In April 2002, this court held a four-day evidentiary hearing on KKI's motion for a preliminary injunction. The parties presented evidence on infringement, validity, and enforceability. In September 2002, shortly before this court issued its ruling, KEI filed U.S. Patent Application No. 10/236,755 ("the '755 Application") as a continuation of the '003 and '820 Patents.

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In September 2002, this court denied the motion for a preliminary injunction. In detailed findings and conclusions, this court explained that KKI had not met its burden of showing a reasonable likelihood of success on the merits of its claim that the TRACC and MPS 350 infringed the asserted claims of the '003 Patent. (Docket Entry No. 62).

In September 2003, after an evidentiary hearing, this court issued a Markman order construing the disputed terms of the '003 Patent and the '820 Patent.9 (Docket Entry No. 90). Within a few weeks, a continuation application and amendment in the '755 Application were filed, adding language to address — and change — an aspect of the Markman ruling unfavorable to KEI's infringement allegations in this suit. In 2004, the patent examiner issued a notice of allowance of the pending claims in the '755 Application. The '755 Application was pending in May 2005 when this court held a bench trial on Trinity's affirmative defenses of inequitable conduct, laches, and equitable estoppel. (Docket Entry Nos. 229 — 31).

A. The Accused Devices: the MPS-350 and the TRACC

Trinity's Highway Safety Products Division manufactures and sells over 10,000 products, including the MPS-350 and the TRACC. The MPS-350 is a "truck-mounted attenuator," an energy-absorbing device attached to the rear of a road work truck or utility vehicle. The device is designed to provide a controlled stop for a vehicle that impacts the work vehicle. The TRACC is a "crash cushion" that attaches to the end of a guardrail, bridge pier, or other longitudinal roadside barrier, to absorb the impact of a vehicle striking the end of the barrier. Both devices are patented: the MPS-350 by United States Patent No. 5,947,452 (the "MPS 350 Patent") and the TRACC by United States Patent No. 6,293,727 (the "TRACC Patent"). Trinity manufactures and sells the MPS-350 and the TRACC through a license agreement with the patent owner. James Albritton is the inventor of both devices and testified as an expert witness for Trinity in this litigation. Albritton began developing the MPS-350 in April 1995; Trinity has been selling it since September 1996. In 1997, Albritton gave a presentation on the design and operation of the MPS-350 at a meeting of the Transportation Research Board in Washington, D.C. Dr. Dean Sicking, one of the inventors of the '003 and '820 Patents, attended the meeting. (Docket Entry No. 42, Preliminary Injunc. Hearing Tr., vol. II, p. 15).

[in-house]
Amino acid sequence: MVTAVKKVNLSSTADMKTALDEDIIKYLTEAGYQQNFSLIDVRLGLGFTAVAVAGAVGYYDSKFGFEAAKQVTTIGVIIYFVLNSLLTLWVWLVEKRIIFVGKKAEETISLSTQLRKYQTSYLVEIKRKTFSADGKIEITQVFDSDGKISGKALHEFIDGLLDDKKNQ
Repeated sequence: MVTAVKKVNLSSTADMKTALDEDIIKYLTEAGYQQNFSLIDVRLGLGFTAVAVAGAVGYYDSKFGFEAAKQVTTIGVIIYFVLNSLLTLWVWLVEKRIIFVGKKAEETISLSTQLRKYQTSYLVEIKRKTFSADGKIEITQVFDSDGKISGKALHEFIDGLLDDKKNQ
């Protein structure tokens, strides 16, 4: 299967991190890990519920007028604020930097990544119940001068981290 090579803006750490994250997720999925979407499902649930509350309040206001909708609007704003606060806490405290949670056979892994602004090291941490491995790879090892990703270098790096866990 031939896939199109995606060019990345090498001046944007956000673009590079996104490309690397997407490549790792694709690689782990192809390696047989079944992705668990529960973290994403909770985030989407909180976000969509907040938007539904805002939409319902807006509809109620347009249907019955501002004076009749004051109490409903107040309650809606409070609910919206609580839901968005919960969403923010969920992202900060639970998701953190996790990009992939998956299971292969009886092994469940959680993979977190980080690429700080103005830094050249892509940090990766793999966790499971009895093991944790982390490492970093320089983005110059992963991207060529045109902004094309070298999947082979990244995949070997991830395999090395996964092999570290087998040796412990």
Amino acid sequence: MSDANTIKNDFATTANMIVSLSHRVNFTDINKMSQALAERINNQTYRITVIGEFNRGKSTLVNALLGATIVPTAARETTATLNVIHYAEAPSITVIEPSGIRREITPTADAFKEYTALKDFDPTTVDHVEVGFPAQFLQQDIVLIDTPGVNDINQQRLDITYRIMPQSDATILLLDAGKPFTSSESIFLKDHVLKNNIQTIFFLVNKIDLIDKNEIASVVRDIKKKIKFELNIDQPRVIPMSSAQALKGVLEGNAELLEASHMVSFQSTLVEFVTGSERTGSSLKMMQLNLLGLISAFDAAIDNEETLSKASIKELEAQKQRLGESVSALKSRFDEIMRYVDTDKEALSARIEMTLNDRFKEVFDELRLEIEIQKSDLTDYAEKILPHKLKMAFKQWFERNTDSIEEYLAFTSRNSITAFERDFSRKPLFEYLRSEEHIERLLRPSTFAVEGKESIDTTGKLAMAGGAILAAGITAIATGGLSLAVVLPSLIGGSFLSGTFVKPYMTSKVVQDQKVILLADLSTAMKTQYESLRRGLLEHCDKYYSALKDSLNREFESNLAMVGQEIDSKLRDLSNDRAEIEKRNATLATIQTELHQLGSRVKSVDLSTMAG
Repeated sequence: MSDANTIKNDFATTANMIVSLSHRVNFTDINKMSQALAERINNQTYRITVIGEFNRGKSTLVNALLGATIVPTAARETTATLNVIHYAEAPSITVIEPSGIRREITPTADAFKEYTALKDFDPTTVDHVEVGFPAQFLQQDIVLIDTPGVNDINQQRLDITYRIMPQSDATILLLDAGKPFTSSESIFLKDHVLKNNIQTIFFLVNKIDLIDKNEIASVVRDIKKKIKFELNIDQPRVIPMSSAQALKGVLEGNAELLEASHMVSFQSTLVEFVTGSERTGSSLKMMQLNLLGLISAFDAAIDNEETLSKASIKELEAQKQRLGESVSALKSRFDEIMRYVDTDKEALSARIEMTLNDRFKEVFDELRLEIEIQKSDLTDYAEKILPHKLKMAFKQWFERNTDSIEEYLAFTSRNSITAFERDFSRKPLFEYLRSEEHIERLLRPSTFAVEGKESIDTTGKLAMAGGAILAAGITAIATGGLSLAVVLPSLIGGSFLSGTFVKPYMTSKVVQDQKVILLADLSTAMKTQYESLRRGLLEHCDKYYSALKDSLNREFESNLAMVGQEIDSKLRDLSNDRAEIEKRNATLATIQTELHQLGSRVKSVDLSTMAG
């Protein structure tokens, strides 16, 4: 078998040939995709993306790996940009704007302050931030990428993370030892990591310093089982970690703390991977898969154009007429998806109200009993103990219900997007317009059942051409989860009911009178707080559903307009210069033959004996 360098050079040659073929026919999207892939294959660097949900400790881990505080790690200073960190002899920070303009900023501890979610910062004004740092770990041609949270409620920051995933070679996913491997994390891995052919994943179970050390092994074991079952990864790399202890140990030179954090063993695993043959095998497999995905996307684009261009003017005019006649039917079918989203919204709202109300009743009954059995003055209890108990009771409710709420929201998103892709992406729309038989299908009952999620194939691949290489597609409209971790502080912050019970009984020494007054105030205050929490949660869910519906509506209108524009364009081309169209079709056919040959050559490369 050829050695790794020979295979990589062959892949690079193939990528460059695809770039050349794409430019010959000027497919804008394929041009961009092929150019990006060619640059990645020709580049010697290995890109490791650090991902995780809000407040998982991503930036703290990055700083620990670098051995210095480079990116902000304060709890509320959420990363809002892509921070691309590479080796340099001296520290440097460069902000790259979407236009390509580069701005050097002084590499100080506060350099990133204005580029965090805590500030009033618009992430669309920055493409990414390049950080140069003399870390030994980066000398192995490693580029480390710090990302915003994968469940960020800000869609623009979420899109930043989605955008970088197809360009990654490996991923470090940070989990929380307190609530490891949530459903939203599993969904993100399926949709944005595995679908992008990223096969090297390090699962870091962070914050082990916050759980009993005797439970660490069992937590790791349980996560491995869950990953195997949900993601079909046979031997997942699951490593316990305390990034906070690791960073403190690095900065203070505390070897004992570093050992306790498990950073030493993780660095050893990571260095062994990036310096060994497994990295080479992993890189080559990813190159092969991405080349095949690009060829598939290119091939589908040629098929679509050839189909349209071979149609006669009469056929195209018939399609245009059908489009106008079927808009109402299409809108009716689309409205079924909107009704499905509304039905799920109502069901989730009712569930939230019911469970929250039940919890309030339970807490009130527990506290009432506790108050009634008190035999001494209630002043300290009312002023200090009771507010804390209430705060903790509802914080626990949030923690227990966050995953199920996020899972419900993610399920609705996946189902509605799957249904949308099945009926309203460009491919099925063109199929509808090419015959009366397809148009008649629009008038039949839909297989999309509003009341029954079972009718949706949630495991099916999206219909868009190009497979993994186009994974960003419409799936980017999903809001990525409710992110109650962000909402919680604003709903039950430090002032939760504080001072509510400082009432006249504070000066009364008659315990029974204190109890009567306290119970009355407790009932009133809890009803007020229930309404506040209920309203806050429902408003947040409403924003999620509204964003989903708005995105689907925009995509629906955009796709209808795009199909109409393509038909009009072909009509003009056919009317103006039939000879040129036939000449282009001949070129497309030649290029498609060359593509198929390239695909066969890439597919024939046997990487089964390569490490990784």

Albritton began developing the TRACC in the summer of 1996 and completed the design in July 1998. Trinity began selling the TRACC in February 1999. The TRACC is designed to be attached to the end of a guardrail, bridge pier, or other longitudinal barrier to absorb the impact of a vehicle that hits the end of the barrier. The end of the TRACC that faces the road — the impact head — is covered with a plastic nose and reflectors. When a vehicle hits the impact head, it pushes a sled located on the base of the structure, through the center of a set of longitudinally-aligned side panels. The panels run parallel to one another with a hollow space or channel between them. The sections of the side panels are designed so that the end of each section fits inside the next consecutive section. When a vehicle hits the impact head, the sled moves and pushes the end of the first section, making the sections stack into each other or "telescope" until the vehicle stops or reaches